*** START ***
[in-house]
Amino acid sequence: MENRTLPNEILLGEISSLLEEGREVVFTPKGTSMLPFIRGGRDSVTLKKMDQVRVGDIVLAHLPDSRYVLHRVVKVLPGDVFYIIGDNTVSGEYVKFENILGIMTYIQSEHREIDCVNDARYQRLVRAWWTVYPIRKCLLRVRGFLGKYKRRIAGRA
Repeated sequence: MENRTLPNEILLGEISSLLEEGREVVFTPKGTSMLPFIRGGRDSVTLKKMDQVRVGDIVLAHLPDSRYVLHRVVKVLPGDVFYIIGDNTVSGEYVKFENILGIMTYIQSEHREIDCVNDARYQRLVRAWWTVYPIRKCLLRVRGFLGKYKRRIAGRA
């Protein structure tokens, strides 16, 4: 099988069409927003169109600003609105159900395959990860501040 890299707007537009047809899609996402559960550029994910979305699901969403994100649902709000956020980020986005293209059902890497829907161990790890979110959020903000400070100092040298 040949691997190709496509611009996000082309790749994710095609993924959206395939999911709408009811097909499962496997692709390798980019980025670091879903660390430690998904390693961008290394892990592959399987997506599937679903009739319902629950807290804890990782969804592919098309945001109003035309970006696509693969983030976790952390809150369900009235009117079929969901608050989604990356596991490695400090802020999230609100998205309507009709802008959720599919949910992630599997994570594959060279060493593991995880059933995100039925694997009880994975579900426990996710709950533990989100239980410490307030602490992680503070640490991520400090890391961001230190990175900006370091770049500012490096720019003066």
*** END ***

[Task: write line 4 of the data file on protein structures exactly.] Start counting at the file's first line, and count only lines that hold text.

């Protein structure tokens, strides 16, 4: 099988069409927003169109600003609105159900395959990860501040 890299707007537009047809899609996402559960550029994910979305699901969403994100649902709000956020980020986005293209059902890497829907161990790890979110959020903000400070100092040298 040949691997190709496509611009996000082309790749994710095609993924959206395939999911709408009811097909499962496997692709390798980019980025670091879903660390430690998904390693961008290394892990592959399987997506599937679903009739319902629950807290804890990782969804592919098309945001109003035309970006696509693969983030976790952390809150369900009235009117079929969901608050989604990356596991490695400090802020999230609100998205309507009709802008959720599919949910992630599997994570594959060279060493593991995880059933995100039925694997009880994975579900426990996710709950533990989100239980410490307030602490992680503070640490991520400090890391961001230190990175900006370091770049500012490096720019003066």